To the generality of people, Christ speaks, not to please their ears, but to pierce their hearts. And if what St. John echoes for us in his gospel, "if we say we have no sin, we deceive ourselves and the truth is not in us" 1 John 1: 8, it is precisely because of the depth of our sinfulness that we have be been gifted with this season of seasons. It is time to do something about our condition and return to the status we once held in the eyes of our Creator, destined to be like God. There is an urgency stressed by the Church because we are approaching the glorious feast of all feasts. God speaks directly to each of us individually just as He did in the Old Covenant: "Now therefore says the Lord, be converted to me with all your heart, in fasting and weeping and in mourning. And rend your hearts, and turn to the Lord your God" Joel 2: 12, 13.

The Church repeats this simple message during this time, `Unless you do penance, you shall likewise perish" Luke 13: 13. If we admit the folly, the ingratitude, the danger of sin, are we not defying our God by remaining in a state of obdurate sin by refusing to seek his freely offered forgiveness? He has made available the tribunal of penance and reconciliation. It is our sin that has brought death to our Saviour as realistically as it has condemned our own soul. Let us remember what the Saviour said to his contemporaries: "Woe to you, Corozin, woe to you Bethsaida, for if in Tyre and Sidon had been worked such signs and miracles that were worked in you, they would have done penance in sack cloth and ashes" Matthew 11: 21.

So, for us, if the Great Fast is to mean anything at all, it must be a turning away from our sinful impulses. We cannot be converted to God if we remain in a state of sinfulness. If we truly desire change, we must seek the helpful and invigorating grace of our God. Sanctity cannot be achieved by ourselves, only through God's sharing of himself with us. Reconciliation, a return to God, a union with our Creator is the explicit reason for this sacred time. St. John Chrysostom explains our responsibility to ourselves to pursue holiness. He says, referring to a bodily wound, that it is not enough that the arrow has been extracted and removed from the body; the wound that inflicts must also be healed. So with regard to the soul, not enough that sin is pardoned, the remaining wound must be healed by our voluntary acceptance of penance and pursuing virtue.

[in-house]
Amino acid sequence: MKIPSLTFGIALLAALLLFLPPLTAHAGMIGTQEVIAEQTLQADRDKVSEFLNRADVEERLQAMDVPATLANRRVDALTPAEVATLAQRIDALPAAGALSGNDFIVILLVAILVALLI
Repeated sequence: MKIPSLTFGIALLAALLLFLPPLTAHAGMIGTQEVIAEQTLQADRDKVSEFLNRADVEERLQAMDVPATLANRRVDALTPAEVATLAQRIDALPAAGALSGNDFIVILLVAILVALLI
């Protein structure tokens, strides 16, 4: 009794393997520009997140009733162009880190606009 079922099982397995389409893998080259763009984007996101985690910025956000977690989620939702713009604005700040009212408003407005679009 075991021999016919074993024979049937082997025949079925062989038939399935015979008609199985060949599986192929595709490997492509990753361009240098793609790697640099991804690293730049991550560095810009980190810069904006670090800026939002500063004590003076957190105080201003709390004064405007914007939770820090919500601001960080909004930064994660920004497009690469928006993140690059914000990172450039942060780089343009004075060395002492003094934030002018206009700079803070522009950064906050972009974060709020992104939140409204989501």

King David, who sinned, repented and was forgiven by the Lord prayed, "Wash me yet more from my iniquity and cleanse me from my sin" So we must pray for and finally assume a penitential character during this holy season that we may be found worthy on the day of the Resurrection which we will celebrate in but a few short days.

The athlete, the lawyer, the physician, the politician, anyone at all who seeks a worthwhile goal is perfectly willing to make the sacrifices necessary in order to succeed and achieve. How, then, do we reasonably expect to achieve an everlasting, an eternal goal effortlessly, indifferently, easily, comfortably, with absolutely no self-sacrifice? Do we seriously believe we have a soul to save? Then more prayer, more penance, more repentance, more almsgiving is the necessary answer. St. Paul does not fail to remind us, "Do not despise the riches of his goodness and patient long-suffering. Do you not know that the goodness of God leads you to penance" Romans 2: 4?

The Great Fast for genuine believers is a time to increase our strength spiritually to combat our own weaknesses which lead to sin. It means that we thereby avert the justice of our God in judgment. It means we assure our everlasting happiness. We recognize amazing strength in heavenly grace is being provided. We literally scoop it up and apply its strength to our soul, to our heavenly cause so sin is removed through the sacramental Mystery of Reconciliation. There is no sincere observance of this sacred season unless we assume seriously the admonition of the Prophet Joel: "Now therefore says the Lord; be converted to me with all your heart, in fasting and in weeping and in mourning. And rend your hearts and turn to the Lord your God" Joel 2: 12, 13.